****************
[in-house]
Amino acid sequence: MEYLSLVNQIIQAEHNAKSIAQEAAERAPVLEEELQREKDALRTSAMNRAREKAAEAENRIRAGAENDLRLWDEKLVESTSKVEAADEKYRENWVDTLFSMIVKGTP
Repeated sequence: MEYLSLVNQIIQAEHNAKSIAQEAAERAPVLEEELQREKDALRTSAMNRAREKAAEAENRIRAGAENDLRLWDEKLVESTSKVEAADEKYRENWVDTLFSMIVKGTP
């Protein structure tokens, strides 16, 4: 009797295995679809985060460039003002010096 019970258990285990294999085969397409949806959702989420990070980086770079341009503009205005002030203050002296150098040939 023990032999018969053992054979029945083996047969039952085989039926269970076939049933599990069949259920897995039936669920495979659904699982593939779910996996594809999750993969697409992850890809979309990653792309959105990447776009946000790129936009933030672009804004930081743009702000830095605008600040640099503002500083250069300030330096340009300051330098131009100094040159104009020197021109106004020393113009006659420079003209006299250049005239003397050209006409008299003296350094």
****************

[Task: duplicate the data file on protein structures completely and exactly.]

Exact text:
[in-house]
Amino acid sequence: MEYLSLVNQIIQAEHNAKSIAQEAAERAPVLEEELQREKDALRTSAMNRAREKAAEAENRIRAGAENDLRLWDEKLVESTSKVEAADEKYRENWVDTLFSMIVKGTP
Repeated sequence: MEYLSLVNQIIQAEHNAKSIAQEAAERAPVLEEELQREKDALRTSAMNRAREKAAEAENRIRAGAENDLRLWDEKLVESTSKVEAADEKYRENWVDTLFSMIVKGTP
């Protein structure tokens, strides 16, 4: 009797295995679809985060460039003002010096 019970258990285990294999085969397409949806959702989420990070980086770079341009503009205005002030203050002296150098040939 023990032999018969053992054979029945083996047969039952085989039926269970076939049933599990069949259920897995039936669920495979659904699982593939779910996996594809999750993969697409992850890809979309990653792309959105990447776009946000790129936009933030672009804004930081743009702000830095605008600040640099503002500083250069300030330096340009300051330098131009100094040159104009020197021109106004020393113009006659420079003209006299250049005239003397050209006409008299003296350094």